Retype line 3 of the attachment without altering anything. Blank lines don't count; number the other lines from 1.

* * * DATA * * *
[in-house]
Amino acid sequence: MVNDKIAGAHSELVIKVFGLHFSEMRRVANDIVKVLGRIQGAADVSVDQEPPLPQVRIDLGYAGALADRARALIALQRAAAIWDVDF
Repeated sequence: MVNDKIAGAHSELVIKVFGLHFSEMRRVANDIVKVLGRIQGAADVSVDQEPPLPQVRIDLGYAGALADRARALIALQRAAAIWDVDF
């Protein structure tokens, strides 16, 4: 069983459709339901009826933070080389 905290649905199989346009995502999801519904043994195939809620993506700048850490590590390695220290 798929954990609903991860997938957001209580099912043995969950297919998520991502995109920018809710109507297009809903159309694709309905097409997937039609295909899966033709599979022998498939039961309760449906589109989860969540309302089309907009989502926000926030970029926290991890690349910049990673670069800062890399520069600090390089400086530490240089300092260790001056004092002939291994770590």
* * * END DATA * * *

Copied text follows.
Repeated sequence: MVNDKIAGAHSELVIKVFGLHFSEMRRVANDIVKVLGRIQGAADVSVDQEPPLPQVRIDLGYAGALADRARALIALQRAAAIWDVDF